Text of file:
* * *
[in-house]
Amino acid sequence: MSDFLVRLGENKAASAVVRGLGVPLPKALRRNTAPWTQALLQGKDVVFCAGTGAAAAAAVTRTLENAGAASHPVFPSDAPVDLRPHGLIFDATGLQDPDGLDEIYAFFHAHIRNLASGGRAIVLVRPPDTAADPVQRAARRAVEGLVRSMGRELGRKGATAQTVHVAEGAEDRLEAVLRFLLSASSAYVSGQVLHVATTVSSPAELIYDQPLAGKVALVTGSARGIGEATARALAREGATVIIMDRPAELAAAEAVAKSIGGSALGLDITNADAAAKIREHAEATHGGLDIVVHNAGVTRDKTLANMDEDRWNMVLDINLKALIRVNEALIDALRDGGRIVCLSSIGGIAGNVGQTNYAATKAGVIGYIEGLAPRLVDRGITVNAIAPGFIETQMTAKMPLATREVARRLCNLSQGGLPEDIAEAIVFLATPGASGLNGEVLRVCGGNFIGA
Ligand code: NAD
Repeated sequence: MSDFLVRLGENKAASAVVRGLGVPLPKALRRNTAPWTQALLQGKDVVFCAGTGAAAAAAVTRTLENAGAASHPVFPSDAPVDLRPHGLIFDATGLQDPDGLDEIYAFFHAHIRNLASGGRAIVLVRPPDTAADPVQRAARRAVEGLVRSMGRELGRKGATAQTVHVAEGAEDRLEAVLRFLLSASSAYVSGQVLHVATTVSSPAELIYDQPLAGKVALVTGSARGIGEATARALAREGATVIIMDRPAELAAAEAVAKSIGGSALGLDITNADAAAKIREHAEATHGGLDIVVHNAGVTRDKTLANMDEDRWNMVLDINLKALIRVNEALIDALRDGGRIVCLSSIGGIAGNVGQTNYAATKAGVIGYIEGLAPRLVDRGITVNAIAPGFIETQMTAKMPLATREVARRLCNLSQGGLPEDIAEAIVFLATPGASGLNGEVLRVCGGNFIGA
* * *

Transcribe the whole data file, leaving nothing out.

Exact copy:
[in-house]
Amino acid sequence: MSDFLVRLGENKAASAVVRGLGVPLPKALRRNTAPWTQALLQGKDVVFCAGTGAAAAAAVTRTLENAGAASHPVFPSDAPVDLRPHGLIFDATGLQDPDGLDEIYAFFHAHIRNLASGGRAIVLVRPPDTAADPVQRAARRAVEGLVRSMGRELGRKGATAQTVHVAEGAEDRLEAVLRFLLSASSAYVSGQVLHVATTVSSPAELIYDQPLAGKVALVTGSARGIGEATARALAREGATVIIMDRPAELAAAEAVAKSIGGSALGLDITNADAAAKIREHAEATHGGLDIVVHNAGVTRDKTLANMDEDRWNMVLDINLKALIRVNEALIDALRDGGRIVCLSSIGGIAGNVGQTNYAATKAGVIGYIEGLAPRLVDRGITVNAIAPGFIETQMTAKMPLATREVARRLCNLSQGGLPEDIAEAIVFLATPGASGLNGEVLRVCGGNFIGA
Ligand code: NAD
Repeated sequence: MSDFLVRLGENKAASAVVRGLGVPLPKALRRNTAPWTQALLQGKDVVFCAGTGAAAAAAVTRTLENAGAASHPVFPSDAPVDLRPHGLIFDATGLQDPDGLDEIYAFFHAHIRNLASGGRAIVLVRPPDTAADPVQRAARRAVEGLVRSMGRELGRKGATAQTVHVAEGAEDRLEAVLRFLLSASSAYVSGQVLHVATTVSSPAELIYDQPLAGKVALVTGSARGIGEATARALAREGATVIIMDRPAELAAAEAVAKSIGGSALGLDITNADAAAKIREHAEATHGGLDIVVHNAGVTRDKTLANMDEDRWNMVLDINLKALIRVNEALIDALRDGGRIVCLSSIGGIAGNVGQTNYAATKAGVIGYIEGLAPRLVDRGITVNAIAPGFIETQMTAKMPLATREVARRLCNLSQGGLPEDIAEAIVFLATPGASGLNGEVLRVCGGNFIGA